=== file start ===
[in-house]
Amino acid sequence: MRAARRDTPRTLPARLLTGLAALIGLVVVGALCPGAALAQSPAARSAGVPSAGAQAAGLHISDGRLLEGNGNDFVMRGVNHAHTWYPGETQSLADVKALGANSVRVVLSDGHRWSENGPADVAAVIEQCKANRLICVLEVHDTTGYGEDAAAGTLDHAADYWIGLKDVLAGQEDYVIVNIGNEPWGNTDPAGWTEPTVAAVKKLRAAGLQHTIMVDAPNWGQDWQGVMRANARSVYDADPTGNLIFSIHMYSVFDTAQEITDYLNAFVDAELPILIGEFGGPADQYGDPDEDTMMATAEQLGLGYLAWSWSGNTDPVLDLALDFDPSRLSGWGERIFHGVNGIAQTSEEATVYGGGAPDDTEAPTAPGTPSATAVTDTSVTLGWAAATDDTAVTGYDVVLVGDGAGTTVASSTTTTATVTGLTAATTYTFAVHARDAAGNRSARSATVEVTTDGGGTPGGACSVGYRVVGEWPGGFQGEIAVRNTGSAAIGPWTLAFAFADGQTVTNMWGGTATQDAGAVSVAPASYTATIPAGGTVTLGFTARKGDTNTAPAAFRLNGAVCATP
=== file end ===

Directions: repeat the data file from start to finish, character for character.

[in-house]
Amino acid sequence: MRAARRDTPRTLPARLLTGLAALIGLVVVGALCPGAALAQSPAARSAGVPSAGAQAAGLHISDGRLLEGNGNDFVMRGVNHAHTWYPGETQSLADVKALGANSVRVVLSDGHRWSENGPADVAAVIEQCKANRLICVLEVHDTTGYGEDAAAGTLDHAADYWIGLKDVLAGQEDYVIVNIGNEPWGNTDPAGWTEPTVAAVKKLRAAGLQHTIMVDAPNWGQDWQGVMRANARSVYDADPTGNLIFSIHMYSVFDTAQEITDYLNAFVDAELPILIGEFGGPADQYGDPDEDTMMATAEQLGLGYLAWSWSGNTDPVLDLALDFDPSRLSGWGERIFHGVNGIAQTSEEATVYGGGAPDDTEAPTAPGTPSATAVTDTSVTLGWAAATDDTAVTGYDVVLVGDGAGTTVASSTTTTATVTGLTAATTYTFAVHARDAAGNRSARSATVEVTTDGGGTPGGACSVGYRVVGEWPGGFQGEIAVRNTGSAAIGPWTLAFAFADGQTVTNMWGGTATQDAGAVSVAPASYTATIPAGGTVTLGFTARKGDTNTAPAAFRLNGAVCATP